The Rich in Canada have Steadily been Paying Lower Tax Rates since 1949

A report has been making the rounds this week by UC Berkeley economists Emmanuel Saez and Gabriel Zucman whose deep dive found that the richest 400 families in the country in 2018 were taxed 23% on average. That’s less than the bottom half of American households, who paid 24.2% when factoring in the totality of taxes Americans pay.

The idea of “progressive” taxes is that people making more money should have to pay more when they make over a certain thresholds or “tax brackets”. While Saez and Zucman dig into various tax exemptions rather than the explicitly stated and public tax brackets, the stated taxes have been regularly becoming less progressive not only in the US, but also in Canada.

I made the following graph shows to how tax brackets have changed since 1949.

Combined Federal and Provincial Marginal Income Tax Rates for Selected Years and Selected Nominal Income Levels, 1949 to 1994

Source: The National Finances, 1985-86 (Toronto: Canadian Tax Foundation, 1986), 101, and The National Finances, 1994 (Toronto: Canadian Tax Foundation, 1994), 7:7. a The provincial rates are assumed to be 30.5 of the basic federal tax in 1972, 47 percent in 1986 and 1987, and 52 percent in 1994. Note: Owing to the refundable goods and service tax credits and child tax benefits, the 1994 rates for the lower income levels are not comparable to those of earlier years.

(More info:

Finn Brunton on How Our Fear of AI Relates to Our Fears of Our Own Nature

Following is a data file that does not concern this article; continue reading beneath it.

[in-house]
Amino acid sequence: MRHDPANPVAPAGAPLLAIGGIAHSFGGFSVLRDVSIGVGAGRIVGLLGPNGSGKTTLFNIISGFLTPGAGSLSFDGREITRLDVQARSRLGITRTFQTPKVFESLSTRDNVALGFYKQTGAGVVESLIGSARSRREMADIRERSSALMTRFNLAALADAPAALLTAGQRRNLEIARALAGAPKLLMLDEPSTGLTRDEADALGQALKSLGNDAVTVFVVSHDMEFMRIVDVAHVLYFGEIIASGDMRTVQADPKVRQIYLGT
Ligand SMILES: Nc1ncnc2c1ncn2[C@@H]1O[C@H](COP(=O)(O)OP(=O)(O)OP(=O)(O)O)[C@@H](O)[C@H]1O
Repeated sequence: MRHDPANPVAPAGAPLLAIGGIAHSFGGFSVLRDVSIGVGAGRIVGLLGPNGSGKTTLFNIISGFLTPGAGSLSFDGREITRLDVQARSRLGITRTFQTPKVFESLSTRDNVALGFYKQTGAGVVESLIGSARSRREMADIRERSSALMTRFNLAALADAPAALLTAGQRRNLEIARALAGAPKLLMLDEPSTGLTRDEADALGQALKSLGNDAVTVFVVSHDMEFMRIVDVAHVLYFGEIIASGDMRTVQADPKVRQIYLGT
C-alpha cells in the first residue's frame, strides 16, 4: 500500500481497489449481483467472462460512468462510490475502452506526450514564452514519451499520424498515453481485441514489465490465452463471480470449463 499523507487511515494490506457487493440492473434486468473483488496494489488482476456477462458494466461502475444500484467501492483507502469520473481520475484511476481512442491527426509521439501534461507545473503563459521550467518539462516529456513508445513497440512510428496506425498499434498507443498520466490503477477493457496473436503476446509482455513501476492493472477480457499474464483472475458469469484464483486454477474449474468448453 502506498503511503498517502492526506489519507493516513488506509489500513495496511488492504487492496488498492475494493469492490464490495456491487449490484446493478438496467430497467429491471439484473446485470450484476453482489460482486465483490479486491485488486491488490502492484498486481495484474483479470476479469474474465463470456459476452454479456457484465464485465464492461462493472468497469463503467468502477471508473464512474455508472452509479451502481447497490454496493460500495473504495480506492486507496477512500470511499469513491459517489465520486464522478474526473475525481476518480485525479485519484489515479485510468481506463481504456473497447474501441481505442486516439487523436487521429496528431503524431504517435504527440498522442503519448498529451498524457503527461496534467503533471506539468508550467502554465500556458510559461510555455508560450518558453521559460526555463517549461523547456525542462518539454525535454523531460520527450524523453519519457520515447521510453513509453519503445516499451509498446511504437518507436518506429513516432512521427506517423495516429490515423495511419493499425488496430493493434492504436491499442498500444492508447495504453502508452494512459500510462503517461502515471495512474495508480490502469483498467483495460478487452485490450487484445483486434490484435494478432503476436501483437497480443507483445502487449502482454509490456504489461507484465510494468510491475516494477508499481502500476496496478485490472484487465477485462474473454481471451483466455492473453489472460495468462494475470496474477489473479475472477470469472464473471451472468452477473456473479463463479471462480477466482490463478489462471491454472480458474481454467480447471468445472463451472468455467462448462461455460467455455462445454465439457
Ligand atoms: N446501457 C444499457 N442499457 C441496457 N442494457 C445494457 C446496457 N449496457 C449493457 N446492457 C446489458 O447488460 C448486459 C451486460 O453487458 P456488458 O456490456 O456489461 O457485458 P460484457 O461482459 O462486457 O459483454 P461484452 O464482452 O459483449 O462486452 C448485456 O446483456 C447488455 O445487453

AI, especially in popular culture, is often a jumping-off point for dialogue with ourselves about what the future means, sometimes at the expense of understanding the present. Norbert Wiener, the cyberneticist, who actually played chess against a replica of [chess-playing automaton] El Ajedrecista in the 1950s, often compared the threat of AI (in terms of automation and Cold War military strategy) to the golem, and the sorcerer’s apprentice, and the monkey’s paw—magical objects whose execution of poorly specified desires using unlimited power leads to disaster.

I would suggest that one way to think about the mythic properties of current AI might be the doppelgänger: the sinister reflection embodying our fears about ourselves, in which we can see our own anxieties, desires, and unspoken biases. The truly human part of artificial intelligence is that we can’t resist making it all about us.

Finn Brunton, Assistant Professor, New York University Department of Media, Culture, and Communication
Source: AI: Machines or Magic?


Before we showcased our perfect lives on Facebook, we poured our souls onto Blogspot and LiveJournal. This is the legacy of blogging.

Starting a new blog in 2018 feels like a retread – but in the spirit of I do want to share half-baked thoughts and rough ideas.

Here we go!